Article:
Smith was the final piece to the puzzle, arriving in the City by the Bay as the seventh overall pick out of Missouri in 2011. A former defensive lineman at Mizzou, Smith made the transition to edge pass rusher in San Francisco's 3-4 scheme quickly, finishing his rookie season with 14 sacks, first in the NFL among all freshmen and a franchise record for first-year players.
Smith only upped his production in 2012, notching the franchise's single- season sack mark with 19 1/2, and he is expected to battle with Houston's J.J. Watt and Denver's Von Miller for Defensive Player of the Year honors.
Down the stretch and into the playoffs, blocking Smith has been paramount for opposing offensive coordinators, who often devise schemes to chip him before settling into a double team. That has limited Smith's production but not his effect on the game.
"He hasn't had a sack in five games and we've won four of them," Fangio said.
The extra attention Smith receives makes things easier for Brooks and Bowman to make the splashy plays like they did in Atlanta.
The Ravens figure to pose a different and more difficult test for the Niners' linebacking cops in the big game, however. Baltimore is one of the few teams in football who can play with the same physicality Frisco brings to the dance.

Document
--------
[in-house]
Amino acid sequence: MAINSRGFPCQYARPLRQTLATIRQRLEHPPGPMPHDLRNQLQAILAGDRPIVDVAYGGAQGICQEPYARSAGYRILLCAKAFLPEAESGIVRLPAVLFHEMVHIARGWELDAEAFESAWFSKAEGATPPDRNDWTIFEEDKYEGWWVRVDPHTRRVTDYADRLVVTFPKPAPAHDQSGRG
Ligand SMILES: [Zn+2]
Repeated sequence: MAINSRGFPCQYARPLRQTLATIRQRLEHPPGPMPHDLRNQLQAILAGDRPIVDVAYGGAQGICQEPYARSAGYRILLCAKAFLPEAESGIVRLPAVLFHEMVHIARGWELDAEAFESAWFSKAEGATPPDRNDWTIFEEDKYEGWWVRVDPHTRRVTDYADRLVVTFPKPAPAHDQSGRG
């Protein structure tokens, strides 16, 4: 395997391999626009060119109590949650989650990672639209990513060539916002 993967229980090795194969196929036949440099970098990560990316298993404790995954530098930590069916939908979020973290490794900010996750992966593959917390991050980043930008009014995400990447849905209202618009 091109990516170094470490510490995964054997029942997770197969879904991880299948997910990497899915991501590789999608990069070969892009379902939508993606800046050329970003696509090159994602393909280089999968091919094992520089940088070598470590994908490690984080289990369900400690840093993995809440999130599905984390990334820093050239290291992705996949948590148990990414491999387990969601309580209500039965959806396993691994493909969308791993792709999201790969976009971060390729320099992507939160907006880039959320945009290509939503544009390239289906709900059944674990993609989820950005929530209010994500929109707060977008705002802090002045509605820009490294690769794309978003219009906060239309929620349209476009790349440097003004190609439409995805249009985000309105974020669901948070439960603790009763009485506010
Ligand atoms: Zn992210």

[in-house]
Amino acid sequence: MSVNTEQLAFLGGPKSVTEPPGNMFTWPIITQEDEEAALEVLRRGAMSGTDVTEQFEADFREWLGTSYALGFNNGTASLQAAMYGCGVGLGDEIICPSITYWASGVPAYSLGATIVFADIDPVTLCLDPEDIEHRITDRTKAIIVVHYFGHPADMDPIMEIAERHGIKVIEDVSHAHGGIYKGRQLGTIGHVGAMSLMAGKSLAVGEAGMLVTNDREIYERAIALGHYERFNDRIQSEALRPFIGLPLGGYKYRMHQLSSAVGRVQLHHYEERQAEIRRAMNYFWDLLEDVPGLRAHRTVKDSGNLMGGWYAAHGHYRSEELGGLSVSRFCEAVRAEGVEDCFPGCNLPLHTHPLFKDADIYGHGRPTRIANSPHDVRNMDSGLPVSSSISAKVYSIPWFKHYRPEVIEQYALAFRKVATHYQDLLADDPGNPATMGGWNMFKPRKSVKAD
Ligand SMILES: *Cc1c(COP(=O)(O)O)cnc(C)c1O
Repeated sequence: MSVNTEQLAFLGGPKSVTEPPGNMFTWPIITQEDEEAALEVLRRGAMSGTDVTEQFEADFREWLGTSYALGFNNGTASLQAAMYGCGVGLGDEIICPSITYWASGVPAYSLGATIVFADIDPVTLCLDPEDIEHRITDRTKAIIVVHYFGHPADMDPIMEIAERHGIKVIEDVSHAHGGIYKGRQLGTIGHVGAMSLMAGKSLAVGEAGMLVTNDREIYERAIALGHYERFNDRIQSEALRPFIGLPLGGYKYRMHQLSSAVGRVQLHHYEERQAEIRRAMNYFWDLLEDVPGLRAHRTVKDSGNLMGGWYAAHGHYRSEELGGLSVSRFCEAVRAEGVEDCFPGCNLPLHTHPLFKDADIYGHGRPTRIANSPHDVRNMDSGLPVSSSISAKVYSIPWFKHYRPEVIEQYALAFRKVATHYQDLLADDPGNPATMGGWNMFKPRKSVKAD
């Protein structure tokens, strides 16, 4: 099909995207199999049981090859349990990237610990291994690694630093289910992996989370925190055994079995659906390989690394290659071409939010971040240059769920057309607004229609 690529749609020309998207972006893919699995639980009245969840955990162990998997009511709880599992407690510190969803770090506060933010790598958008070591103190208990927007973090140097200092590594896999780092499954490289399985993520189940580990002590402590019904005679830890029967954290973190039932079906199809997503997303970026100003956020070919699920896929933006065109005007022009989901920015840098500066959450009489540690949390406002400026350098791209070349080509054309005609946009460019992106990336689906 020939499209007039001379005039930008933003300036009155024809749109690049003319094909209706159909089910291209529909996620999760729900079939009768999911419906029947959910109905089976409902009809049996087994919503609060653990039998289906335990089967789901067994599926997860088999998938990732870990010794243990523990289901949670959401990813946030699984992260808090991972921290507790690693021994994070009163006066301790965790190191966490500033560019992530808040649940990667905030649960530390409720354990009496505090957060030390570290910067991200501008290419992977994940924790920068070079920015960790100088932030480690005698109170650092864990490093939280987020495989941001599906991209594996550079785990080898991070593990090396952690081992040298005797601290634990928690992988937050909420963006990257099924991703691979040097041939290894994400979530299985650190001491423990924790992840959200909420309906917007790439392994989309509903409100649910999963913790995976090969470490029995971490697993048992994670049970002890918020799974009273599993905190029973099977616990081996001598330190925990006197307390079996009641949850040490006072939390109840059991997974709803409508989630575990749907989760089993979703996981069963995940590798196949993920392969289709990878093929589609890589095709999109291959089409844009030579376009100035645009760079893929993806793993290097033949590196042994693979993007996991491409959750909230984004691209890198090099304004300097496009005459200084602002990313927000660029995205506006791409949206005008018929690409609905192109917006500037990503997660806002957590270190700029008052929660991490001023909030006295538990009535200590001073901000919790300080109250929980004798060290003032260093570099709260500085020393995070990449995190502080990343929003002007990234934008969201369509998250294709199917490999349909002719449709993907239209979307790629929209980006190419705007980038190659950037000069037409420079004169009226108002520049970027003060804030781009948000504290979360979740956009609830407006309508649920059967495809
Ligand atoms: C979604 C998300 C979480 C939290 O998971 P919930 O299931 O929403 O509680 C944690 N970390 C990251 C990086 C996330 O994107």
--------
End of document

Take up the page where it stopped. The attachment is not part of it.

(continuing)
"Yes, could be," Fangio said when asked if the Ravens were more physical than some of the other teams San Francisco has been playing. "They've got a really good blocking fullback in (Vonta) Leach. And he's dominated some linebackers around the league, inside linebackers in particular. And we've better be ready to take him on."
That and the big-play ability Ravens quarterback Joe Flacco provides is what Fangio is focusing on.
"I've always liked Joe Flacco," Fangio said. "He's got a big arm. He throws the ball effortlessly. The game isn't too big for him. He's calm. He's confident. And he's capable of making all the throws."
Baltimore, though, might have the bigger problem in trying to deal with four Pro Bowl-caliber linebackers.
"It's always good to have good players," Fangio said when talking about his 'backers. "I really enjoy working with them. That's the thing that I hope nobody loses in talking about them. These guys are good people. And they're fun to be around. I enjoy coaching them. They like to be coached. They want to play good. They have pride in their performance. And they're a good group."
The Ravens just might call them a great group in less than a week.
Below is a capsule look at the defense of the San Francisco 49ers:
DEFENSIVE LINE: The headliner of San Francisco's 3-4 front is veteran Justin Smith, a high-motored four-time Pro Bowl selection who is still dealing with a triceps injury suffered in Week 15. Smith is still plenty banged-up but his presence and leadership can't be emphasized enough, although his main attribute, prodigious strength, has certainly been curtailed.